Let me tell you how big a deal B.B. King was.

CNN managed to write several hundred words to commemorate his passing and post it on their website without any obvious howlers.

Oh, they managed to emphasize his “influence” (mostly on famous white people) over his art. They neglected to mention that the reason he’s way more famous than, say, Freddie King, or Albert King (or Buddy Guy or Johnny Watson or Peter Green or Johnny Winter or a dozen or so other ace blues guitarists and/or showmen not named King) is because, unlike them, he was also a truly great singer.

But those are just the usual errors of omission.

Nothing like calling this guy an “R&B belter,” which must have been cut and pasted from the Wilson Pickett obit because wasn’t he also a black guy who recorded southern soul back in the sixties?

….Or calling this a “garage rock song”, evidently unaware that it was an R&B song, that “garage rock” describes a sound and an attitude (not a style of song, R&B or otherwise), and that, without the sound and attitude Jack Ely gave this particular R&B song, there probably would have been no need to call it something else.


…All of which makes saying this is “these days…better known as the theme song from the Louis C.K. series ‘Louie,'” merely a euphemism for “God help us all.”


Add Ben E. King to the roll call and since I’ve been doing this blog I don’t think there has been any month when rock and roll took such a hard hit. It’s getting late I guess.

And how does the world remember?

By mis-remembering.

Or reducing it to this:


…And no doubt convening a panel of experts and having Wolf Blitzer quiz them about why the past keeps slipping down the memory hole. (“Hey, don’t you think Wolf can fill a fifteen minute slot with that? Don’t you? Sure he can!”)

Well, the man who dreamed “ain’t no difference if you’re black or white, brothers you know what I mean,” saw it coming…The prophets always do.

(For additional thoughts on Percy Sledge, you can go here or here. For Ben E. King’s recent obit, here.)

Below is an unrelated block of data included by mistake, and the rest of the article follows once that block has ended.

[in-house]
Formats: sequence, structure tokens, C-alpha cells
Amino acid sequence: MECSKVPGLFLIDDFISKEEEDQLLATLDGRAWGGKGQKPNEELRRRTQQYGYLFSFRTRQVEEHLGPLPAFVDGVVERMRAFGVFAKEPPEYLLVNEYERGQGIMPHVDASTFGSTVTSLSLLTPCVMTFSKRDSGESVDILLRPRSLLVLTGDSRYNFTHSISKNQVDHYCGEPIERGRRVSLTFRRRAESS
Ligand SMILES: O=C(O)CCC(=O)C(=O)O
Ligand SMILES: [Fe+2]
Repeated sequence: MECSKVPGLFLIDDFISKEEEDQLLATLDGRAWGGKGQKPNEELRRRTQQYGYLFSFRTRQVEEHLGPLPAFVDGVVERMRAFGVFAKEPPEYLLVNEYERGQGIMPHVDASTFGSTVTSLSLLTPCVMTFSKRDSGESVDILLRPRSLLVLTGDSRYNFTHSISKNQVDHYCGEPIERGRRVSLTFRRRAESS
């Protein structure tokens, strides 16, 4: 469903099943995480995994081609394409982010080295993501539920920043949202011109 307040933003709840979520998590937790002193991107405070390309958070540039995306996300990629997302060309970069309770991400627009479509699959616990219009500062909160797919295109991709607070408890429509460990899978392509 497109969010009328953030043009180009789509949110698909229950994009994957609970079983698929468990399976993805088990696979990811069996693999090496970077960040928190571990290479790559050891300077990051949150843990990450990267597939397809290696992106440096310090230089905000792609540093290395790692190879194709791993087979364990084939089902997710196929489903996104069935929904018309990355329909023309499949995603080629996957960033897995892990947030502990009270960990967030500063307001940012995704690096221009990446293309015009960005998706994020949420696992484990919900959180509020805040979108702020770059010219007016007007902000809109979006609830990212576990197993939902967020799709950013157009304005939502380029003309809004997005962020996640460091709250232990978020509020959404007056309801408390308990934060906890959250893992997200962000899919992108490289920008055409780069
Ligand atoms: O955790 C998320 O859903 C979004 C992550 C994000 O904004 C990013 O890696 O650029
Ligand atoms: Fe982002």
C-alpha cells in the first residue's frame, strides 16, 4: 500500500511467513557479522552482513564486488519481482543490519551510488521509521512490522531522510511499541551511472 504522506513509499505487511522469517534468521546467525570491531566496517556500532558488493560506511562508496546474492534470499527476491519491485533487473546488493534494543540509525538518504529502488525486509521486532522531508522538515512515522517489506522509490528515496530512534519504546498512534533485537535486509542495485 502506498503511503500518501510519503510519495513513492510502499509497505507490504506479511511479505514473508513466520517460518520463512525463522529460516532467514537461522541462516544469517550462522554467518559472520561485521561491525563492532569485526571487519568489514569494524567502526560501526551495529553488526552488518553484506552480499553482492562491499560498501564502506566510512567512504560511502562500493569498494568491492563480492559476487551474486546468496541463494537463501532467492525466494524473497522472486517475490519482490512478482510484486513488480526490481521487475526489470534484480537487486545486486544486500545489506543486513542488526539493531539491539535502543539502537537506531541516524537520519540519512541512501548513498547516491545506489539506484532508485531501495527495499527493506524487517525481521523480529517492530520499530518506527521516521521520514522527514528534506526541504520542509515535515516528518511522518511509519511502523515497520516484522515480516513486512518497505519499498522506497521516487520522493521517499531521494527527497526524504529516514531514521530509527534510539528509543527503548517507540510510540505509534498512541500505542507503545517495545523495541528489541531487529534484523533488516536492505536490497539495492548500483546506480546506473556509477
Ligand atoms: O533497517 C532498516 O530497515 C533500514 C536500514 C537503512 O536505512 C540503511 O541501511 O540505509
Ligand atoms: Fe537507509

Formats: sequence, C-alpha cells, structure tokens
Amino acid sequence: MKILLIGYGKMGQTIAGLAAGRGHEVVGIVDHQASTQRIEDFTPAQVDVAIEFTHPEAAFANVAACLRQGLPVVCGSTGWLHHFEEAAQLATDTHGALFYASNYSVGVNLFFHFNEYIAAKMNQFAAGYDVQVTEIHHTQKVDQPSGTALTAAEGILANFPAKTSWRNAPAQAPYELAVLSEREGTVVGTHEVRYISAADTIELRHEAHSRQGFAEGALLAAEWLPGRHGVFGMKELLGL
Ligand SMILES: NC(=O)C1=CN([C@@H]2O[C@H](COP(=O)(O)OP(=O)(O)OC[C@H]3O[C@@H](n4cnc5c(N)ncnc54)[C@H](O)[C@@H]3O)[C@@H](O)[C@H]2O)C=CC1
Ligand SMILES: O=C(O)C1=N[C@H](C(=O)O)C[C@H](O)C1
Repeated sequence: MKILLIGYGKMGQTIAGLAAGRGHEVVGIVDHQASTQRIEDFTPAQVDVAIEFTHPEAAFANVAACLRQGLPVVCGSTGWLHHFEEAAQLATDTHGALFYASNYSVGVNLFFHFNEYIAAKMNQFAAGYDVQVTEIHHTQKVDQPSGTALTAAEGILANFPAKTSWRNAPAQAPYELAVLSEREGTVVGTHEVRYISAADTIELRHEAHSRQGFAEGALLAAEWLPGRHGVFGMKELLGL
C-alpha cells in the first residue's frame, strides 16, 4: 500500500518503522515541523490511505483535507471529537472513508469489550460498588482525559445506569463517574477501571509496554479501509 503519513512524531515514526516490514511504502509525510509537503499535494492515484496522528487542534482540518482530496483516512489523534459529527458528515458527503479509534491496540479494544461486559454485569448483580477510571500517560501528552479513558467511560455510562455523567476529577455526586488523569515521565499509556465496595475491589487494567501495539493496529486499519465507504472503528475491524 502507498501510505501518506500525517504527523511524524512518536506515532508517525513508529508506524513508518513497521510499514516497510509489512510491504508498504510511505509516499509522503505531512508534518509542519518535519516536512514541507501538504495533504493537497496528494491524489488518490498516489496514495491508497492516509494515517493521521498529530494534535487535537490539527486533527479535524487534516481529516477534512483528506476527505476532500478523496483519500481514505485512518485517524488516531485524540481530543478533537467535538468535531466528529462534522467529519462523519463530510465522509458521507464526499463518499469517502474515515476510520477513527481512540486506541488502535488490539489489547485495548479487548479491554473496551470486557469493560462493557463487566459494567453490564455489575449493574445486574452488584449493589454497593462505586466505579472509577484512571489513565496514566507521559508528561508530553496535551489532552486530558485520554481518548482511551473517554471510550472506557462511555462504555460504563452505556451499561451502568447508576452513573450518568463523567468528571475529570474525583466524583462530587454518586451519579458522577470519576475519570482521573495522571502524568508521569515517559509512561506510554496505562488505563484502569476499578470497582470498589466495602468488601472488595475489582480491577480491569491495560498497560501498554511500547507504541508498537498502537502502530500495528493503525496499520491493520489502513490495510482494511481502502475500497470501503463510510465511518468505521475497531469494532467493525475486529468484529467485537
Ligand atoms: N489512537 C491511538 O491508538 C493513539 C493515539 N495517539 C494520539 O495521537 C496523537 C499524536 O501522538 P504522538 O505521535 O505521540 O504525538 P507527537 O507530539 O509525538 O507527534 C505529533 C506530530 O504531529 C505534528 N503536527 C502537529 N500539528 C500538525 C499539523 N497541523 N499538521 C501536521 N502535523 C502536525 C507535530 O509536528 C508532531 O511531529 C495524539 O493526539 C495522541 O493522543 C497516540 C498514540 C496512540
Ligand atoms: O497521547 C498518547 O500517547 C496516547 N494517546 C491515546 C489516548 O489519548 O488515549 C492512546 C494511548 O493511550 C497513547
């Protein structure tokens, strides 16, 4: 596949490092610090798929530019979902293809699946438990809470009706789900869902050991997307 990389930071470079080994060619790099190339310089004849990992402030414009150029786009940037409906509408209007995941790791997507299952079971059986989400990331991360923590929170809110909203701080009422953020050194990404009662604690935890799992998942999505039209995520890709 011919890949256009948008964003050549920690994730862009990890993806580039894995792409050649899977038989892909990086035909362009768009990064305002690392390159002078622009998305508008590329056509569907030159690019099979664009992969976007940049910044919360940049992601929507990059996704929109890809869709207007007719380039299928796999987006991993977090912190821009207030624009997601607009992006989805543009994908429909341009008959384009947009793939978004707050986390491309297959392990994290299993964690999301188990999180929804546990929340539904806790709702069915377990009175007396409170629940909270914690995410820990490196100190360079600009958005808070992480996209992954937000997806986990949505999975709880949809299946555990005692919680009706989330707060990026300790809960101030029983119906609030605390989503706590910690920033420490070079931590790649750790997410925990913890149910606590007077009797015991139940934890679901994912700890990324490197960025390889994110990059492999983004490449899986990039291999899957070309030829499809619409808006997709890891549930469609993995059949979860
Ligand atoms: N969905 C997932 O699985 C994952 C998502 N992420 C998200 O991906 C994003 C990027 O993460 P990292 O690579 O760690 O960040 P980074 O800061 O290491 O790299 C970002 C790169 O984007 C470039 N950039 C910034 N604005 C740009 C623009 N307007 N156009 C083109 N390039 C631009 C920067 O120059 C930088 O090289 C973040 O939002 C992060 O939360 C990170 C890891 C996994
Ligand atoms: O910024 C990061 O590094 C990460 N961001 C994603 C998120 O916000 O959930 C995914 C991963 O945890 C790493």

…But it’s an amazing day in America when a million people (in this case in Watertown, MA and surrounding environs) are told–absent a declaration of martial law or any evidence of properly obtained search warrants–to first stay inside and then get out of their homes, one by one, while “law enforcement” storms through.

So far as I know, no one has objected.

Of course, I just spent the night flipping between CNN, FoxNews and MSNBC, desperately searching for signs of journalism–or at least the absence of brain death.

Came up empty, alas.

So if martial law has been declared, or search warrants have been obtained, or someone is objecting, I’m pretty sure I wouldn’t know.

Because, to a man and woman, every television reporter on the scene knows the real reason for the excitement is their own presence.

And to think just a week or two back I was on the very tip of becoming really, really concerned because one of them (it happened to be Wolf Blitzer, back then, but no sense picking on him as it could have been anyone) got all shivery over the prospect of North Korea launching some nukes because–and I think I have this quote exact–“it would certainly be an interesting story!”

Yes, Wolf, nuclear war would be interesting! Even more interesting than a couple of mad bombers getting spooked when the FBI–ever vigilant–releases their photographs and they end up panicking and murdering a police officer (who’d a thunk it?…not us, the FBI assured everyone, using NBC’s Pete Williams as the conduit for covering their incompetence just as though he, or anyone else involved, would ever have thought to question it–let us not say that secret police forces lack cunning!).

Pretty good stuff.

Nuclear war, though….That’s a whole other level.

You would get mad screen time!

And a chance to cover really interesting stories. Like what can happen if somebody does object:

The Isley Brothers “Ohio/Machine Gun” (Studio Recording)

[NOTE: Part of me wishes I had transcribed the truly vile manner in which CNN’s Jake Tapper and one of his cohorts whose name I’ve blissfully forgotten trivialized the police officer’s murder on the way to breathlessly discussing, ad nauseum, the truly “big deal” of the subsequent man-hunt. Another part of me is glad I turned away….to Fox News, where some other titan whose name I’ve forgotten, managed a “shot a police officer, who, tragically, died” in the midst of a five minute monologue about his own feelings as he was covering this really awesome event!…Whew! For a minute there, I thought the bottom had been reached. This summer I hear the drumming indeed. Goodbye us.]